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Effects of husbands' smoking on the incidence of lung cancer in Korean women

 Jee SH  ;  Ohrr H  ;  Kim IS 
 International Journal of Epidemiology, Vol.28(5) : 824-828, 1999 
Journal Title
 International Journal of Epidemiology 
Issue Date
Adolescent ; Adult ; Age Distribution ; Aged ; Aged, 80 and over ; Confidence Intervals ; Female ; Health Surveys ; Humans ; Incidence ; Korea/epidemiology ; Lung Neoplasms/epidemiology* ; Lung Neoplasms/etiology ; Male ; Middle Aged ; Multivariate Analysis ; Poisson Distribution ; Risk Factors ; Sex Distribution ; Socioeconomic Factors ; Spouses* ; Survival Rate ; Tobacco Smoke Pollution/adverse effects ; Tobacco Smoke Pollution/statistics & numerical data*
BACKGROUND: Although smoking remains uncommon among Korean women, lung cancer mortality is rapidly escalating. METHODS: We investigated the effects of spousal smoking in 160130 Korean women, aged 40-88, who received health insurance from the Korea Medical Insurance Corporation (KMIC). Exposure data were collected during medical examinations conducted between April 1992 and June 1994. The primary outcome variable was the incidence of lung cancer defined by hospital admissions between July 1994 and December 1997. Standardized rates for the incidence of lung cancer were assessed according to the smoking habits of their husbands. RESULTS: At baseline (n = 160 130), 53.9% of husbands were smokers and 23.3% were ex-smokers, while 1.1% of wives (n = 1756) were current smokers and 0.6% (n = 938) were ex-smokers. During follow-up, 79 cases of lung cancer occurred among non-smoking wives (n = 157436). Wives of heavy smokers were found to have a higher risk of developing lung cancer. The husbands' smoking habits did not affect their wives' risk of developing other cancers such as those of the stomach, liver and cervix, but they did affect breast cancer, which has a significantly higher risk in relation to the longer duration of husbands' smoking. In Poission regression models, adjusting for the age of both husband and wife, socioeconomic status, occupation, residency and vegetable intake, the rate ratio (RR) of lung cancer in non-smoking wives was 1.9 (95% CI: 1.0-3.5) in current smokers and 1.3 (95% CI: 0.6-2.7) in ex-smokers. The RR of lung cancer was 3.1 (95% CI: 1.4-6.6) in wives of husbands who had smoked for 30 years or more compared with wives of non-smoking husbands. CONCLUSION: In Korea, the incidence of lung cancer is higher among non-smoking women whose husbands smoke, and a dose-response relationship seems to exist.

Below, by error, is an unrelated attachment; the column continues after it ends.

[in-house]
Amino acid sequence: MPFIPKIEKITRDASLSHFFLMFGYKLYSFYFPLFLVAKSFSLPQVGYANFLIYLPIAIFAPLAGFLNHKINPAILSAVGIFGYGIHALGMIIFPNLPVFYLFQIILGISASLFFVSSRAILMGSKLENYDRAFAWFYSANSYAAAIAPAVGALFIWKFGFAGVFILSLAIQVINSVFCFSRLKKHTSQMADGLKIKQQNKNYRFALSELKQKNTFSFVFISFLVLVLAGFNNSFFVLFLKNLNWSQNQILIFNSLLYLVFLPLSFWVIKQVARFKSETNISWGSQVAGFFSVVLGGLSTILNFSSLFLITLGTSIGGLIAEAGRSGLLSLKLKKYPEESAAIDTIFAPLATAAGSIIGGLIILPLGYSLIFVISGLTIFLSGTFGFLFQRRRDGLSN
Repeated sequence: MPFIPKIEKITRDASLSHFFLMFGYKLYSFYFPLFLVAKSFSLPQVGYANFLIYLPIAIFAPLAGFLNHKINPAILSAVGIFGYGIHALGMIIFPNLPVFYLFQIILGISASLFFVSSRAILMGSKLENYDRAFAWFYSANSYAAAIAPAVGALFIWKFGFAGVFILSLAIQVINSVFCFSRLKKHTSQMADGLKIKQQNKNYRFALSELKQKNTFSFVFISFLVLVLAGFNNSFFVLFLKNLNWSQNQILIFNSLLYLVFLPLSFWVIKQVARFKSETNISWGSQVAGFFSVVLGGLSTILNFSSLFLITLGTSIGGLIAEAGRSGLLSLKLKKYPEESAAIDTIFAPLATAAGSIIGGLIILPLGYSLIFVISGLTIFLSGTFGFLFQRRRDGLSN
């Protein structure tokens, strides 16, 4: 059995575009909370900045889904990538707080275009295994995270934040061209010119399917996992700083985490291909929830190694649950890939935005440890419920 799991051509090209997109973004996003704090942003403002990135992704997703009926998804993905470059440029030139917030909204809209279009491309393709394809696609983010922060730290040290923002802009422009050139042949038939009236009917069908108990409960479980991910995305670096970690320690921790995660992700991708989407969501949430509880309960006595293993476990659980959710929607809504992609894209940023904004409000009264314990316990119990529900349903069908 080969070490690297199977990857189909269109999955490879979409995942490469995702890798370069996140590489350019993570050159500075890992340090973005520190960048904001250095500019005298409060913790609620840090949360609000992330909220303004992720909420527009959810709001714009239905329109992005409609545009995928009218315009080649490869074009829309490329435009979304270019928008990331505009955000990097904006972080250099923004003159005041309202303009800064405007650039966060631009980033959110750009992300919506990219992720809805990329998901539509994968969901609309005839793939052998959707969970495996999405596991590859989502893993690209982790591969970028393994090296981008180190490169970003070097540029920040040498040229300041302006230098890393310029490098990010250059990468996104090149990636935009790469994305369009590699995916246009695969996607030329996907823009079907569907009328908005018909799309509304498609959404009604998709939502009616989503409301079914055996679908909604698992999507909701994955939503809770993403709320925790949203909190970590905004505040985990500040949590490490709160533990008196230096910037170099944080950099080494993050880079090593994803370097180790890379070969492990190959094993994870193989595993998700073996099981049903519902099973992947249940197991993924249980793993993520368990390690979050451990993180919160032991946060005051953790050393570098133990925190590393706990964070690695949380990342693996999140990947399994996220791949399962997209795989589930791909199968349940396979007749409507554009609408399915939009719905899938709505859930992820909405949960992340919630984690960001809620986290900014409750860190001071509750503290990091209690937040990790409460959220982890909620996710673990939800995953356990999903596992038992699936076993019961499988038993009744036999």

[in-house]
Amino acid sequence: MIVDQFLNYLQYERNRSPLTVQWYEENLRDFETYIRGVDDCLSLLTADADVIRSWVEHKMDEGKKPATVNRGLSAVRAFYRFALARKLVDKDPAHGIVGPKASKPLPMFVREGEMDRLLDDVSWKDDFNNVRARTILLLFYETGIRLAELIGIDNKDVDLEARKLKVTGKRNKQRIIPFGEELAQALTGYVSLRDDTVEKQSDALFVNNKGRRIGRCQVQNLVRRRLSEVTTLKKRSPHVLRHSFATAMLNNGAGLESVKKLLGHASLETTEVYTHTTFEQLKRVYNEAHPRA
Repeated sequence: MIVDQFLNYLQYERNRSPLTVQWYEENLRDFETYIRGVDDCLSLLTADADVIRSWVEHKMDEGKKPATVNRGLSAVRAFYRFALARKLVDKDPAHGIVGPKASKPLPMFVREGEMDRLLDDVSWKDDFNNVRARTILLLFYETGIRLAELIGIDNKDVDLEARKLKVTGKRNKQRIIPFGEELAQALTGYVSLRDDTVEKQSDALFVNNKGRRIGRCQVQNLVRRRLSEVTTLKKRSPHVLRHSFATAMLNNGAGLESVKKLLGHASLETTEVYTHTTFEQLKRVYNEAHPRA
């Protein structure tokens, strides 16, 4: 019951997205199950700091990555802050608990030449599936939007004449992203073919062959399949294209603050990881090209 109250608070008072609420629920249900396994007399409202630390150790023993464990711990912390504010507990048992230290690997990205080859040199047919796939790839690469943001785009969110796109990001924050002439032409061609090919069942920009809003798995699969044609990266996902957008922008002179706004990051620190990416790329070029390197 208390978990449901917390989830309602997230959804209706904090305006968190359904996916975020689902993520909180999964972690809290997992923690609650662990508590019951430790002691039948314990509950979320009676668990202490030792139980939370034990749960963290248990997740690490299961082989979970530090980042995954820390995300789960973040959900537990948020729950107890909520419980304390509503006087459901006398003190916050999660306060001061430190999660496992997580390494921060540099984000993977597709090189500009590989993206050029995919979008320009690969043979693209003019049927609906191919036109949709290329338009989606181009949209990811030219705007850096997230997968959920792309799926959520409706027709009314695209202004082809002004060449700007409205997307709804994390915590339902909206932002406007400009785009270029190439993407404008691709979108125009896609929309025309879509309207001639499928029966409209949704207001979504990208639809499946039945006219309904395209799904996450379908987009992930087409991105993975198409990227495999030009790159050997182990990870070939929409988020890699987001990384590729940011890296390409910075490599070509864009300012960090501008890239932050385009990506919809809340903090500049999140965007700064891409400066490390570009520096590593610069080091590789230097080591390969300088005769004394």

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4. Graduate School of Public Health (보건대학원) > Graduate School of Public Health (보건대학원) > 1. Journal Papers
Yonsei Authors
Ohrr, Hee Choul(오희철)
Jee, Sun Ha(지선하) ORCID logo https://orcid.org/0000-0001-9519-3068
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